- Administer naloxone (Narcan®) if you have it. The most common version people have is the Narcan nasal spray; take it out of the package, put the nozzle tip fully in the person’s nose with their head tilted back, and press the plunger on the bottom until all the Naloxone is released. Even if you think the person may have overdosed on another kind of drug, fentanyl can be in anything these days, from benzos to coke, so be sure to administer the Narcan regardless. Narcan starts to work in 1-3 minutes, so if after this time the person is still not breathing, give them more Narcan. You want to see the person’s breathing restored. They don’t need to be fully alert, but their chest should be rising and falling. This is a safe and effective counteragent for opioid overdoses. If you or a loved one has opioid use disorder (OUD), it’s always a good idea to carry and learn how to use Naloxone.
- If they are not breathing or breathing weakly, start rescue breathing. See if anyone around you has training if you don’t. If you are the only person who can do it, lay the individual overdosing on their back. Tilt their head back, hold their nose, put your mouth over theirs in a tight seal, and provide two breaths, then one breath every 5 seconds. This will help prevent brain damage while the person is unconscious, and keep oxygen flowing. Once they start breathing on their own again, carefully turn them on their side. If breathing is not restored, keep giving rescue breaths until the paramedics arrive.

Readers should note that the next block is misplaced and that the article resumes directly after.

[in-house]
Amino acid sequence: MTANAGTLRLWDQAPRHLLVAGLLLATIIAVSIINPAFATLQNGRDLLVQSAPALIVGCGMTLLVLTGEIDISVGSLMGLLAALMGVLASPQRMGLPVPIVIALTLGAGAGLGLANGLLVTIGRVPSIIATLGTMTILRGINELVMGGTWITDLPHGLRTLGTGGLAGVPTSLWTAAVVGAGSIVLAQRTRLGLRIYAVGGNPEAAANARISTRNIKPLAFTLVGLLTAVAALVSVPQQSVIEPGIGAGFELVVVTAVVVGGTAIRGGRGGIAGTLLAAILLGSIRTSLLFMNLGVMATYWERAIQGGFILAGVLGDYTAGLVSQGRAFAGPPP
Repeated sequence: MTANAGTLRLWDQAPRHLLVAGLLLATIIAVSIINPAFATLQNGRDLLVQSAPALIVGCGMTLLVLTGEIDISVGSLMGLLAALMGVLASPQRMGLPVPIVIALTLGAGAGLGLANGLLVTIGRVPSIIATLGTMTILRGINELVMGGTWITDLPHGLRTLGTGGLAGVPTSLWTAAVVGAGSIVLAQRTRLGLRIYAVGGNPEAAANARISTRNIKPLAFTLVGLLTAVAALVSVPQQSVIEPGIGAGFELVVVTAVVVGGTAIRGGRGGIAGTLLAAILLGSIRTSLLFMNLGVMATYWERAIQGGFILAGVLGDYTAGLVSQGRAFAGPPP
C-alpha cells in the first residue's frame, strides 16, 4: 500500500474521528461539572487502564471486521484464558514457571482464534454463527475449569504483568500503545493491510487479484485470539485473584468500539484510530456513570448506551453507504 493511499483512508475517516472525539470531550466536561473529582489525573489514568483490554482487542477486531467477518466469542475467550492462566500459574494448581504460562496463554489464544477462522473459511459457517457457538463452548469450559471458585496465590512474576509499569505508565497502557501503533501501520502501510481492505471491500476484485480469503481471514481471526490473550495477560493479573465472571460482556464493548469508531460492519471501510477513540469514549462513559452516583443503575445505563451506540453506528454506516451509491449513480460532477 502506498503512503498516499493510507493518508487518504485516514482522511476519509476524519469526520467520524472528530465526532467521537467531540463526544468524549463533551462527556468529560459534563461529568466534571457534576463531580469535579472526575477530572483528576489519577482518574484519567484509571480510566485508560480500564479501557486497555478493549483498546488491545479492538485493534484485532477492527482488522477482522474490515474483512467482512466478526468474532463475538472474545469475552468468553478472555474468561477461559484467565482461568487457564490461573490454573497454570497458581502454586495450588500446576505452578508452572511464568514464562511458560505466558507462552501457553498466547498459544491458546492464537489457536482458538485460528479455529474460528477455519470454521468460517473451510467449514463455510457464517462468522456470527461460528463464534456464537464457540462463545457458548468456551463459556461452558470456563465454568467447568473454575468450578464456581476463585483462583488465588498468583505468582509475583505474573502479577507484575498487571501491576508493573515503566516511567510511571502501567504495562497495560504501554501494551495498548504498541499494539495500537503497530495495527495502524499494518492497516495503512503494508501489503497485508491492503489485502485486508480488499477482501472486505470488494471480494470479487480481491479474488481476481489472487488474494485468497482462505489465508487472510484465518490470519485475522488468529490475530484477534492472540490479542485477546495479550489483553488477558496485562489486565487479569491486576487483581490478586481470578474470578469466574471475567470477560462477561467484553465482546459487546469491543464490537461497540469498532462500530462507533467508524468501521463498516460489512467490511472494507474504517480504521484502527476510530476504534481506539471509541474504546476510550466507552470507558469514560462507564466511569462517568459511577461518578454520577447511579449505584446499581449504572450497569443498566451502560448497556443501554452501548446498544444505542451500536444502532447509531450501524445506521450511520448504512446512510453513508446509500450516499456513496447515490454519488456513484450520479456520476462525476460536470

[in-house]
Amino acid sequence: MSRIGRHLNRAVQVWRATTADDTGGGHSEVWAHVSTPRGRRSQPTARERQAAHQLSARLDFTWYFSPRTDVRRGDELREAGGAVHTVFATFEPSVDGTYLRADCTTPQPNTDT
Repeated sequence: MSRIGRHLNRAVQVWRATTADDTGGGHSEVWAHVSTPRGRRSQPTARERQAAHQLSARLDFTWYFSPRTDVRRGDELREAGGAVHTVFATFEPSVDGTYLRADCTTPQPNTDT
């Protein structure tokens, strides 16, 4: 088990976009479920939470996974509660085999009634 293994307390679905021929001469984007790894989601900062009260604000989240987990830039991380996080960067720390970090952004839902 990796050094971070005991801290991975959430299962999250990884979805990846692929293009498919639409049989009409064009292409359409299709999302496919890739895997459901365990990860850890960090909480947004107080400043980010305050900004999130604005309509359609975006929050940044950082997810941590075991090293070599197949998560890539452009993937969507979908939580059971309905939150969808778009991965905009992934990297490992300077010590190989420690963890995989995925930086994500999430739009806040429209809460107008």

Don’t forget overdose aftercare
The effects of an opioid overdose don’t stop after treatment is administered. Make sure to stay with the person and keep them safe until paramedics come and assess them. It can be a terrifying experience waking up from an overdose, and it's important to be there until the paramedics arrive.